June 21, 2011 in Nation/World

Report finds overuse of cancer tests

Lauran Neergaard Associated Press

The American College of Obstetricians and Gynecologists recommend that:

• Routine Paps start at age 21.

• Most women in their 20s get a Pap every two years.

• Women 30 and older wait three years between screenings if they’ve had a negative Pap and negative HPV test, or three consecutive clear Paps.

• If a Pap is inconclusive at any age, HPV testing may help rule out who needs further examination and who can just repeat a Pap in a year.

• Anyone who’s been vaccinated against HPV, a relatively new vaccine, still must follow Pap screening guidelines for their age group.

• Higher-risk women need more frequent screening.

On the Web: The CDC has a brochure to help women understand their options for cervical cancer screening: http://tinyurl.com/6g8de6v

WASHINGTON – Too many doctors are testing the wrong women, or using the wrong test, for a virus that causes cervical cancer.

How often to get a Pap smear – and whether to be tested for the cancer-causing human papillomavirus at the same time – now depend on your age and other circumstances.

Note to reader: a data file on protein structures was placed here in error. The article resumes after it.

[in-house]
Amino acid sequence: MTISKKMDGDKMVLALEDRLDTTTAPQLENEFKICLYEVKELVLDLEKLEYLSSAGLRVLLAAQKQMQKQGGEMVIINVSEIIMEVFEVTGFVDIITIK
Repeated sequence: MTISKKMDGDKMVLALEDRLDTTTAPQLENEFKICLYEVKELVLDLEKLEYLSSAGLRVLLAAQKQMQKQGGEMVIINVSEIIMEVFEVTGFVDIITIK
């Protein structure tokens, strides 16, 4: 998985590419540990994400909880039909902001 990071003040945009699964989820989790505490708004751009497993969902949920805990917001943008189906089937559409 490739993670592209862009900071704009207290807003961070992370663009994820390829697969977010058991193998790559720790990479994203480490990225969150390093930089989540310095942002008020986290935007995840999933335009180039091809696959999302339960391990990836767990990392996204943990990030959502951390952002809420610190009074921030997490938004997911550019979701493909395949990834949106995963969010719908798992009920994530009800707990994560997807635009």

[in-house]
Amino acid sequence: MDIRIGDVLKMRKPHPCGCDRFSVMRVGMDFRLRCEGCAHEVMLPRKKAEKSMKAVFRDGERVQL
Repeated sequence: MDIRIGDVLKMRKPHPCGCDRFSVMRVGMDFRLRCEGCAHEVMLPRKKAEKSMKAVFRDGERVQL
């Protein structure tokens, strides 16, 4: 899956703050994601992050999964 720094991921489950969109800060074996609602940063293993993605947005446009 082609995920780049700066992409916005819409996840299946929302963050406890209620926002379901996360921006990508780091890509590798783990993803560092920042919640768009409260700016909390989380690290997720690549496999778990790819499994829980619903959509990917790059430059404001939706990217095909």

But a government study reports Monday that a surprising number of doctors and clinics aren’t following guidelines from major medical groups on how to perform HPV checks.

That wastes money and could harm women who wind up getting extra medical care they didn’t need, said Dr. Mona Saraiya of the Centers for Disease Control and Prevention, who led the research.

The findings, reported in the journal Obstetrics & Gynecology, show women have to be savvy to ensure they’re getting the right checkups – enough, but not too much.

“It’s extremely discouraging,” said Debbie Saslow, gynecologic cancer director at the American Cancer Society. “We have not been able to get that message across.”

Cervical cancer grows so slowly that Pap smears – which examine cells scraped from the cervix – usually find it in time to treat, or even to prevent when precancerous cells are spotted and removed.

For decades, Paps were the only way to screen for cervical cancer. Now doctors know that certain strains of HPV cause most cervical cancer.

The new CDC study, part of a national survey of medical practices that included 600 providers of cervical cancer screening, examined how doctors are using it.

The study found 60 percent of doctors and clinics say they give a routine Pap-plus-HPV test to women who are too young for that combination. Guidelines stress that so-called co-testing is only for women 30 and older.

Why the age limit? Saslow said HPV is nearly as common as the common cold, especially in younger women – but their bodies usually clear the infection on their own. Learning that a 20-something has HPV increases the odds of more invasive testing that in turn can leave her cervix less able to handle pregnancy later in life.

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